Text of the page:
Previous month:
November 2006
Next month:
January 2007

December 2006

Raising Awarness Org: 1,000 Ways To Help Nonprofit Philanthropy

Raising Awareness: See, read, take action.  The site provides text, information and evocative pictures to move viewers to action for humanitarian causes. Gianni Giacomelli, along with one of the founders, interviewed by email, had this to say:

Raising Awareness is both a project and an experiment - totally nonprofit. In my professional life I am head of strategy for a large software vendor, and I use technology to shape businesses. Here I wanted to marry our personal credos with technology to get more people galvanized and mobilized about the nonprofit world. To some extent, I feel that nonprofit is not "marketed" appropriately, i.e. the dream and satisfaction of "doing good" is "under-marketed". Consumerist terms aside, the fact remains that for those in the field working for an NGO is the only meaningful thing in life, while for the common person it is a luxury, sometimes superfluous item. Our gut feeling is that the images of nonprofit are not sharp enough, the messaging not fresh/segmented/compelling enough, and the "path to action" too long or monolithic (give give give).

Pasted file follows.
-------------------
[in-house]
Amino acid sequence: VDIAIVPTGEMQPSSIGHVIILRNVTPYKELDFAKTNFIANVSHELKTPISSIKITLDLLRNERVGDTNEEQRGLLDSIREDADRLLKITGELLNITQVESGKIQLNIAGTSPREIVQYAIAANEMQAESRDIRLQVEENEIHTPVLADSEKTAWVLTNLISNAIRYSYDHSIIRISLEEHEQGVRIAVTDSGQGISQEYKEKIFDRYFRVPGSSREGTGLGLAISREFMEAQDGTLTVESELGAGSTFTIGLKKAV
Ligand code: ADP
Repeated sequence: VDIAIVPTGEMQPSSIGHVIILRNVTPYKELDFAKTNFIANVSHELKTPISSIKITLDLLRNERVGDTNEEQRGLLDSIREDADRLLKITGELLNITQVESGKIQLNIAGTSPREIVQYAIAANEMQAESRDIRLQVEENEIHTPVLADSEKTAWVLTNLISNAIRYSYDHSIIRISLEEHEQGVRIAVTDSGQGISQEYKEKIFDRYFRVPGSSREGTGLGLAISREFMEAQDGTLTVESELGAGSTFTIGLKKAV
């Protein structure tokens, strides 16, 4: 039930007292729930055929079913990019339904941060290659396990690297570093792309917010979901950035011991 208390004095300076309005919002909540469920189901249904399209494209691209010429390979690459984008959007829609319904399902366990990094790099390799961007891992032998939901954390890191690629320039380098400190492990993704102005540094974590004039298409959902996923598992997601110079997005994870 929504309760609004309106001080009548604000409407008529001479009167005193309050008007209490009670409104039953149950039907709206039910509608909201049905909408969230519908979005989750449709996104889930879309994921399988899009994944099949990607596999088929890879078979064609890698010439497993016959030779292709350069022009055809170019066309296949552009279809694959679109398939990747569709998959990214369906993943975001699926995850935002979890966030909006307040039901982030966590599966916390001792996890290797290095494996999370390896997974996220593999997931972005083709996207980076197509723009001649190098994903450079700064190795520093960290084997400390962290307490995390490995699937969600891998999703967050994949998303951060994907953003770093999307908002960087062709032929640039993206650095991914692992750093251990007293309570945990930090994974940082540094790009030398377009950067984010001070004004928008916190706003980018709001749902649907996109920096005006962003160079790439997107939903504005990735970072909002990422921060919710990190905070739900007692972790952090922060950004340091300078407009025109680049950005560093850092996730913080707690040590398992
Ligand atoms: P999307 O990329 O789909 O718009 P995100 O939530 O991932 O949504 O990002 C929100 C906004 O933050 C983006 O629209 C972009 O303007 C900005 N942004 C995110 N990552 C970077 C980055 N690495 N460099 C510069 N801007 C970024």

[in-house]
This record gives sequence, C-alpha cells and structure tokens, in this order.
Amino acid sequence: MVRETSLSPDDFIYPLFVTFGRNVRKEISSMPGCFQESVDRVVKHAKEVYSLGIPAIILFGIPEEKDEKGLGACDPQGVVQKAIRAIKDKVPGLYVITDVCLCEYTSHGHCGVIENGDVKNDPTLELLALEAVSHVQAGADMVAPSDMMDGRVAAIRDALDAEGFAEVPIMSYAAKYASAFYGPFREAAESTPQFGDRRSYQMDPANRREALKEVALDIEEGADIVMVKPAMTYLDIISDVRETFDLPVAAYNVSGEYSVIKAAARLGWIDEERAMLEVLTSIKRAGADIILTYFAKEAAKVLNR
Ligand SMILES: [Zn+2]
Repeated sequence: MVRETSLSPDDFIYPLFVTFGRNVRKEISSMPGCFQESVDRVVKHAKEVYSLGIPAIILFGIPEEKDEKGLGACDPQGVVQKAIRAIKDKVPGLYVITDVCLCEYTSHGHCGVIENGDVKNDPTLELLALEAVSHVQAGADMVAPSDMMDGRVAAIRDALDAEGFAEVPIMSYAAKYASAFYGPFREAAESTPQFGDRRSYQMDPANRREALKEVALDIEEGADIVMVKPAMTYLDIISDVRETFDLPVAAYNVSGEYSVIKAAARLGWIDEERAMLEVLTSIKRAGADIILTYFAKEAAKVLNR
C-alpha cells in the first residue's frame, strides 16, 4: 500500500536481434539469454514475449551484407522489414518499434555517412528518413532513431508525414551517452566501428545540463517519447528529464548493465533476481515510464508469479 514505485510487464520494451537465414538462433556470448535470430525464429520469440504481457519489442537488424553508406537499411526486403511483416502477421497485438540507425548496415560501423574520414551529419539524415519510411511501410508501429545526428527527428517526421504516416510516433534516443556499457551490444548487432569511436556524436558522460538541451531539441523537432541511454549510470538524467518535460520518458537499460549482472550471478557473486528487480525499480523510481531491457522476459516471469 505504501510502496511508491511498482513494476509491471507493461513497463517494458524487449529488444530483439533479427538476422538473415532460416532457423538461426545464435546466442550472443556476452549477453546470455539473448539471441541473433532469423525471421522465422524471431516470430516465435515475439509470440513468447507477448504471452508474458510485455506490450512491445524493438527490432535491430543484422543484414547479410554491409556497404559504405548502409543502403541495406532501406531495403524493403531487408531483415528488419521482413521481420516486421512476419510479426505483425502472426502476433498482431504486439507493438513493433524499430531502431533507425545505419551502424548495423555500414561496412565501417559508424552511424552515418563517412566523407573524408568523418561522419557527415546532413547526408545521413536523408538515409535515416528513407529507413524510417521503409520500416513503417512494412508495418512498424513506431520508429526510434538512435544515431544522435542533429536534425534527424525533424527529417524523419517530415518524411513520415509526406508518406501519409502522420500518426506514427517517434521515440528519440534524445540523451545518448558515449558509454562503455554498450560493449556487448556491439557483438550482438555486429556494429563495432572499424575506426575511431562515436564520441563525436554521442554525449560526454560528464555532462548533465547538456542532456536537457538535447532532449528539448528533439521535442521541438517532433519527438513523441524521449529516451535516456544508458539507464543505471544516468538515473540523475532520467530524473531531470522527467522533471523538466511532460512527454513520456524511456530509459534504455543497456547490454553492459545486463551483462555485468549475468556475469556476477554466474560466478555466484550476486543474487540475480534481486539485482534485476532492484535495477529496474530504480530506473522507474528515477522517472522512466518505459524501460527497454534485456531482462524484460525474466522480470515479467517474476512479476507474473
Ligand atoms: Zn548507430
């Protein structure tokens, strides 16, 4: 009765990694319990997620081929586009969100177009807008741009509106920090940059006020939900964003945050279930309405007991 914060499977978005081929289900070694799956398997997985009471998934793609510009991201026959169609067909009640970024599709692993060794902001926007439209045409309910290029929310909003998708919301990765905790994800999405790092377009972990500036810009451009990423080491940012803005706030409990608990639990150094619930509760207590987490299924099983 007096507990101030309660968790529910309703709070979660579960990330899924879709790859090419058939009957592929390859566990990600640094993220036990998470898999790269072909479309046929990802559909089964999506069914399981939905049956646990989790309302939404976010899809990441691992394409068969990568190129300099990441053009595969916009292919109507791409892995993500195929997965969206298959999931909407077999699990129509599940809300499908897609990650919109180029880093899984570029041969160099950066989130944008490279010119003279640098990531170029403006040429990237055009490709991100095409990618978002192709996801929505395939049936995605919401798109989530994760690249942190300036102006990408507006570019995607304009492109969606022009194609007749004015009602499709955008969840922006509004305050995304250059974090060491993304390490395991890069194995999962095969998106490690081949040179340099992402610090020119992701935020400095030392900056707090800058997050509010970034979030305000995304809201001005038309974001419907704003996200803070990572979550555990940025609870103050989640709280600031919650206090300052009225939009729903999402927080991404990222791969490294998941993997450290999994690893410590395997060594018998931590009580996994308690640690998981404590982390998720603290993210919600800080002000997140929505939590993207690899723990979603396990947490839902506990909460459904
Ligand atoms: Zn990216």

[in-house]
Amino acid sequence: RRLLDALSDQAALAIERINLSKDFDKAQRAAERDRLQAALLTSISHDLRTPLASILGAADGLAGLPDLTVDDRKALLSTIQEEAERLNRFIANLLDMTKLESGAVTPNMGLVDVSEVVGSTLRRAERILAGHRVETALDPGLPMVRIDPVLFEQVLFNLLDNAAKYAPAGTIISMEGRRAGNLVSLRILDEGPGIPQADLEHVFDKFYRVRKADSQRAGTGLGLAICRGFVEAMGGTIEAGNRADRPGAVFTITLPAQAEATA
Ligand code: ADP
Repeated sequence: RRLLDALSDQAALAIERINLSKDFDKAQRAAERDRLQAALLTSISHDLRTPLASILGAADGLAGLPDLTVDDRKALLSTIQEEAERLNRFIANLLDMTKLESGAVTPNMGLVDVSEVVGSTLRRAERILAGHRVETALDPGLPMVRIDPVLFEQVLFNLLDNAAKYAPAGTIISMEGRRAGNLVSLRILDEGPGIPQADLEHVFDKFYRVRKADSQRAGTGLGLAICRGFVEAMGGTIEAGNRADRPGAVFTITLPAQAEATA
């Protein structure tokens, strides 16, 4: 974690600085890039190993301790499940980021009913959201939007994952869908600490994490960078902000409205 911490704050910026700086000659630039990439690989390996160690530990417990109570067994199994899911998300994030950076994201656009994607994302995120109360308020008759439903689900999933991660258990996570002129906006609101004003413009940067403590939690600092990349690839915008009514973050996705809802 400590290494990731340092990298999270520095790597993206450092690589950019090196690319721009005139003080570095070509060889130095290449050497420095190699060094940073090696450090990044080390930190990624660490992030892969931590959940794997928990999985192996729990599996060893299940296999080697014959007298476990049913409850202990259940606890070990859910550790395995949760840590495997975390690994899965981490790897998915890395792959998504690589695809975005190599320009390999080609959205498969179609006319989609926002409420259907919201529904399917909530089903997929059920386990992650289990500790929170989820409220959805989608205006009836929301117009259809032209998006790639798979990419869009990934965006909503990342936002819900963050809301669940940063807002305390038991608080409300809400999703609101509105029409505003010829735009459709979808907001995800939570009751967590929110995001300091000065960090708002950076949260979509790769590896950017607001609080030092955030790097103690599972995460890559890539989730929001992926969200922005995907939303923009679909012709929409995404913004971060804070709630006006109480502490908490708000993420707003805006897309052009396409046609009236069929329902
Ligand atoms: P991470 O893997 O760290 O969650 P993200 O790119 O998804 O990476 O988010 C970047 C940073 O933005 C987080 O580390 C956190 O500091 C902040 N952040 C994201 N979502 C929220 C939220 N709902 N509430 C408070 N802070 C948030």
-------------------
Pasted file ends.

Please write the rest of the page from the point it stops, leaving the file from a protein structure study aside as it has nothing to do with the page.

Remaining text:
We get about 1000 visitors per month these days, and we have not marketed this at all. Our next steps is to spread the word and then spruce up the website with a wiki and a content management tool that allows people to post their photo and text content (a virtual exhibition) - kind of "flickr meets nonprofit"

Gianni ends by saying she would like feedback on Raising Awareness, and on her "credo." The power of blogging is conversation, many to many, rather than factoid after factoid launched by publicists and pundits into the "context of no context."  So, feel free to add your thoughts.


Queenpins Meet Kingpins: Shake Hands and Come out Swinging